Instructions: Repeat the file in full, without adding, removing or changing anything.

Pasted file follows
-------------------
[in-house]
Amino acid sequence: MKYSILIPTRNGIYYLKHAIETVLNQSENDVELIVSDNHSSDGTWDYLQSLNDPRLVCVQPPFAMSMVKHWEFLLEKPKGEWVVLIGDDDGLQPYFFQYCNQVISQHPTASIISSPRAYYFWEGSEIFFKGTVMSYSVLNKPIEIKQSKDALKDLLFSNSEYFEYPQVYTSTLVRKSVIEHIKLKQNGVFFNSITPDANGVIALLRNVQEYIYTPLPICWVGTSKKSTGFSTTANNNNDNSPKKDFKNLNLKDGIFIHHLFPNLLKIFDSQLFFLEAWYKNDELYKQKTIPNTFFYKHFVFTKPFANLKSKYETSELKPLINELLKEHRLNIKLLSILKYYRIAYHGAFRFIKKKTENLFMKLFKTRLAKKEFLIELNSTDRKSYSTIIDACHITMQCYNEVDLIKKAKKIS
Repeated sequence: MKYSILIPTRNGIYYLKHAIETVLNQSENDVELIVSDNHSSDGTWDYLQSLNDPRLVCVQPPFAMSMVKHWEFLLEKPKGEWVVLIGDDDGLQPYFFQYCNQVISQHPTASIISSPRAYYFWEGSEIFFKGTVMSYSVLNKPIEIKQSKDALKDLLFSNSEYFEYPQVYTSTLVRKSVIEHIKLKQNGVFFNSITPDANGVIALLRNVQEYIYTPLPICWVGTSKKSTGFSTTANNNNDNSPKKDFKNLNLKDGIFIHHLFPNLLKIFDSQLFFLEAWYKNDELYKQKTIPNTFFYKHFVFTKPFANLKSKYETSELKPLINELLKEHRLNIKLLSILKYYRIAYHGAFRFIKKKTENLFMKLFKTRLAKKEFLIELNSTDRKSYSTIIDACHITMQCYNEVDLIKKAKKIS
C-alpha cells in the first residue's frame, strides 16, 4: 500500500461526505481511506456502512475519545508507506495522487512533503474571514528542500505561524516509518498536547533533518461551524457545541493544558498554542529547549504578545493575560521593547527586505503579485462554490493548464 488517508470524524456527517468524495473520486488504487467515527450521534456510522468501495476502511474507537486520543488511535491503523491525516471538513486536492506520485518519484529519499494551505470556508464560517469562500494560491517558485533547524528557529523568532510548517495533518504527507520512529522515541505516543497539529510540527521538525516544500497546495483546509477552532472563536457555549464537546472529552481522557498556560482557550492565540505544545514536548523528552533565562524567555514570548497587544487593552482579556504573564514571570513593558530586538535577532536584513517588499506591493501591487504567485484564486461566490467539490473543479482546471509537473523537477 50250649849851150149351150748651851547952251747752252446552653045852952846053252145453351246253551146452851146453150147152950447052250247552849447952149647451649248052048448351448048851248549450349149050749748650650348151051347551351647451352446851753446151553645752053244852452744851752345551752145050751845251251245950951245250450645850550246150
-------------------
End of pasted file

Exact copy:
[in-house]
Amino acid sequence: MKYSILIPTRNGIYYLKHAIETVLNQSENDVELIVSDNHSSDGTWDYLQSLNDPRLVCVQPPFAMSMVKHWEFLLEKPKGEWVVLIGDDDGLQPYFFQYCNQVISQHPTASIISSPRAYYFWEGSEIFFKGTVMSYSVLNKPIEIKQSKDALKDLLFSNSEYFEYPQVYTSTLVRKSVIEHIKLKQNGVFFNSITPDANGVIALLRNVQEYIYTPLPICWVGTSKKSTGFSTTANNNNDNSPKKDFKNLNLKDGIFIHHLFPNLLKIFDSQLFFLEAWYKNDELYKQKTIPNTFFYKHFVFTKPFANLKSKYETSELKPLINELLKEHRLNIKLLSILKYYRIAYHGAFRFIKKKTENLFMKLFKTRLAKKEFLIELNSTDRKSYSTIIDACHITMQCYNEVDLIKKAKKIS
Repeated sequence: MKYSILIPTRNGIYYLKHAIETVLNQSENDVELIVSDNHSSDGTWDYLQSLNDPRLVCVQPPFAMSMVKHWEFLLEKPKGEWVVLIGDDDGLQPYFFQYCNQVISQHPTASIISSPRAYYFWEGSEIFFKGTVMSYSVLNKPIEIKQSKDALKDLLFSNSEYFEYPQVYTSTLVRKSVIEHIKLKQNGVFFNSITPDANGVIALLRNVQEYIYTPLPICWVGTSKKSTGFSTTANNNNDNSPKKDFKNLNLKDGIFIHHLFPNLLKIFDSQLFFLEAWYKNDELYKQKTIPNTFFYKHFVFTKPFANLKSKYETSELKPLINELLKEHRLNIKLLSILKYYRIAYHGAFRFIKKKTENLFMKLFKTRLAKKEFLIELNSTDRKSYSTIIDACHITMQCYNEVDLIKKAKKIS
C-alpha cells in the first residue's frame, strides 16, 4: 500500500461526505481511506456502512475519545508507506495522487512533503474571514528542500505561524516509518498536547533533518461551524457545541493544558498554542529547549504578545493575560521593547527586505503579485462554490493548464 488517508470524524456527517468524495473520486488504487467515527450521534456510522468501495476502511474507537486520543488511535491503523491525516471538513486536492506520485518519484529519499494551505470556508464560517469562500494560491517558485533547524528557529523568532510548517495533518504527507520512529522515541505516543497539529510540527521538525516544500497546495483546509477552532472563536457555549464537546472529552481522557498556560482557550492565540505544545514536548523528552533565562524567555514570548497587544487593552482579556504573564514571570513593558530586538535577532536584513517588499506591493501591487504567485484564486461566490467539490473543479482546471509537473523537477 50250649849851150149351150748651851547952251747752252446552653045852952846053252145453351246253551146452851146453150147152950447052250247552849447952149647451649248052048448351448048851248549450349149050749748650650348151051347551351647451352446851753446151553645752053244852452744851752345551752145050751845251251245950951245250450645850550246150